Here’s an Octobery treat for you, The Homecoming by Ray Bradbury as read by Scott Lefebvre.
Timothy feels like an outsider at his family reunion – he just doesn’t fit in; he doesn’t drink blood, he can’t fly, and isn’t immortal – not the rest of the family, which is made up of witches, vampires and werewolves.
Here’s Lawrence’s stunning illustration of The Homecoming from Famous Fantastic Mysteries, December 1952:
“Homecoming”, as it was first titled, was first published in Mademoiselle, October 1946, and was “plucked from the pile of unsolicited manuscripts” by Mademoiselle’s editorial assistant, Truman Capote. This came, apparently, after its rejection by Weird Tales – a market where Bradbury had often earlier seen print. Mainstream publication lead to mainstream awards, and to more mainstream publications. But, it also showed up, as did so many of Bradbury’s works as reprints in genre magazines, like Famous Fantastic Mysteries, and in more recent years even as picture book version, with illustrations by Dave Mckean.
Posted by Jesse Willis
Talked about on today’s show:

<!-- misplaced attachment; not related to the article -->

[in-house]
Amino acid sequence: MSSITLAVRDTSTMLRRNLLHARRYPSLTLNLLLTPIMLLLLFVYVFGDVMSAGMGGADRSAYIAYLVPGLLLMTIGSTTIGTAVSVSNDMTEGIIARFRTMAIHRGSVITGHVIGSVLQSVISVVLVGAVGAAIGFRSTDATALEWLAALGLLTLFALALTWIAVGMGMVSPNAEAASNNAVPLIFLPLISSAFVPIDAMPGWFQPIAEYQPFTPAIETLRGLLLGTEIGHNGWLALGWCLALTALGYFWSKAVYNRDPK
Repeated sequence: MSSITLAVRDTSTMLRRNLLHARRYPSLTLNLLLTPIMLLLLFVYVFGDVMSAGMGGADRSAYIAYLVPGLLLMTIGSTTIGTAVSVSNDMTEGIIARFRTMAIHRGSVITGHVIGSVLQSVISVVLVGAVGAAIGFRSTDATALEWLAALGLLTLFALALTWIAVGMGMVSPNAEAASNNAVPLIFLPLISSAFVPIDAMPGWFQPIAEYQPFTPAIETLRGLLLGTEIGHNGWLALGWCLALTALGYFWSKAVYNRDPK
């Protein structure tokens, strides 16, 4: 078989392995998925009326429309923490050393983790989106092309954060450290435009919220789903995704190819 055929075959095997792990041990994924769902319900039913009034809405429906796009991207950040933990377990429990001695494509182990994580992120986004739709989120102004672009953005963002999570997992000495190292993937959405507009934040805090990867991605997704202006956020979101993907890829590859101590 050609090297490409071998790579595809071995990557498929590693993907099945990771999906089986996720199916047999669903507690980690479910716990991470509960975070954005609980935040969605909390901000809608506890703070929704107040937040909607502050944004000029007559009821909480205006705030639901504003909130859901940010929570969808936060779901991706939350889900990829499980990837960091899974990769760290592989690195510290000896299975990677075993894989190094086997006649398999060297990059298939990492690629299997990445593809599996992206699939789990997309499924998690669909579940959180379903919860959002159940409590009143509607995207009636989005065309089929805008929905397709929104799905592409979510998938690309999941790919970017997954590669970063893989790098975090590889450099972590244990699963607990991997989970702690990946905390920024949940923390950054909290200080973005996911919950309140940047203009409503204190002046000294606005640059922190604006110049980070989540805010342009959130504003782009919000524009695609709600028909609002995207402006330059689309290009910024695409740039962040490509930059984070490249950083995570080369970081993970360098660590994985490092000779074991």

1964, first serialized as All We Marsmen, a pair of boxing insects, threads that lead nowhere, “a wonderful train-wreck of a novel”, the two audiobook versions, repeating scenes are disconcerting in the audiobook, repeating moments, at Arnie’s apartment, is this a byproduct of the writing process?, problems with marriage and plumbers, The Search For Philip K. Dick by Anne R. Dick, “Goodmember Arnie Kott Of Mars”, Chinatown, The Two Jakes, developers, Heliogabalus, time travel, the broken Friendly Dad robot, the school is monitoring, when you’re reading your Kindle Amazon is watching you, school is to make you conservative, preserving Earth culture, the time gate anthology, Robert Silverberg, autonomous robots, door to door salesmen, teaching machines, the different robot teachers, Immanuel Kant robot, with certainty he pointed down the hall, a western bias (the interests of Philip K. Dick), Aristotle, Abraham Lincoln, Julius, Winston Churchill, Tiberius, Thomas Edison, warfare, history, a million neat ideas, Philip II of Macedon, Alexander the Great, schizophrenia and autism, experiencing time at a different rate, derangement in a sense of time, A.D.D. and A.D.H.D., Camp BG, setting your watch by the stars and by the seasons, schizophrenia as a tendency but not a disability, daylight savings time, recipe for going to jail: act as if daylight savings isn’t real, its what the novel is about, the Soviets, an American Mars, a Bradburyian Mars, Martians as elves, the Bleekmen, water witch, hunter/gatherers nomadic culture, the “tame” Bleekman, the dream-quest is payback, a “pilg” (pilgrimage), Deus Irae by Philip K. Dick and Roger Zelazny, the trek through the desert, Tibor, Psychology Today, “oh, boy!”, thiotimoline, reconciling realities, “gubble gubble”, sharped tongued secretary, bicycles in outer space, she’s the predator, he’s the predator, Arnie and Manfred, sniffing around Doreen, they’re from the “TOMB WORLD”, Silvia is the most common female character name PKD uses, an analogy (or metaphor) for marriage, uppers and downers, drugs and coffee, back to the keyboard, Dr. Glaub is desperate to make some money, Dick’s own financial concerns, Anne, webbed fingers, inside the minds of horrible people, the dialogue driven sex scene is kinda creepy, why is she with this guy?, access to all the booze, why does Jack go back to his wife?, the perfunctory affairs are unbelievable, unredeemable, somehow it seems to all work, the Swiss rocket, Bleekmen are homo-sapiens, the S.M. Stirling Lords Of Creation novels, Mars as California, Australian aborigines, “dreamlines dreamsongs and dreamtime“, Ludwig Binswanger, psychiatry, psychology, Ellen had split her life, the “tomb world”,” degenerate and degenerating”, being trapped in your own body, “a narrowing a contracting”, gubble as a marker, Being John Malkovich, “Malkovich Malkovich Malkovich!”, our bodies with their low needs distract them from our purposes (if we have any), oblivious to suffering, depression, it’s all brain chemistry, anorexia, obsession with death, Mafred’s “sick” drawing, Amweb as the “tomb world”, the Manfred illustration, the nightmare woman, “her tongue wants to cut”, seeing into the future is seeing death, awesome imagery, a recurring image, The Minority Report, armless and legless (limbless characters), the movie adaptation of A Scanner Darkly, dialogue driven storytelling, what are they reacting to?, mental processes, “it was there to be found”, Virgil Finlay, reading it harder, a post apocalyptic zombie novel, building up a picture, open to being expanded, PKD is concise, most books aren’t dialogue driven, creative writing classes, showing off descriptive skills, novels vs. poetry, is J.R.R. Tolkien responsible for this?, a reverence for the landscape, what color is the dust?, visuals are everything has colonized Science Fiction and Fantasy in the last 30 years, eating meals and walking the landscape, this book isn’t a distraction from life, a meta-description of life, what makes this a SF story?, “the chamber”, the technology is your mind and your brain, even Mars isn’t very different, mars rats, what do the bleekmen hunt?, water witches!, does the water witch protect Jack?, the pistol, the real SF idea behind this is PKD is trying top figure out what déjà vu is, the “I know what is going to happen next” feeling, we are very poor at capitalizing on our future knowledge, the slipped gear, “Oh, little Jackie.”, Philip K. Dick’s science fiction is Psychology Today, an ansible, this problem in science and the social situation between these characters, lying in bed in a hypnagogic state, doing dream style processing of mental white noise in a semi-conscious state, “all different all equally true”, different angles, the broken mosaic, the fact that these books are dated doesn’t age the books, the Brilliance Audio audiobook narrated by Jeff Cummings, Grover Gardner (Tom Parker) narration of Martian Time-Slip, the bicycles floating into space, a horrible human being (he wastes water), Heliogabalus -> Helio (sun -> son) will Gabalus (gubble) less, Elagabalus, the religion of the Roman Empire, a scene, W.A. Mozart, “I love Mozart!”, Bruno Walter conducting, that hideous racket, encoding messages, Manfred Steiner, is this the sign?, they emerged from her pores, whoever’s perspective we see the scene from they all enter the “tomb world”, “teeming with gubbish”, “he wanted to bite her lip”, the pivot point, screeches, the screech of the bus, music, what do dogs think of music?, what do autistic people think of music?, trance music, a Dickian idea, music and sound, the bus brakes screech, “fire!”, bears at the zoo cavorting for peanuts, the suicide, “more evidence that Arnie is a horrible human being”, we just need a little bit of hope, Do Androids Dream Of Electric Sheep?, Galactic Pot-Healer, Fair Game by Philip K. Dick, The World Jones Made, there are 36 public domain Philip K. Dick stories, Time Out Of Joint (is Paul’s favourite Dick novel), a constructed town,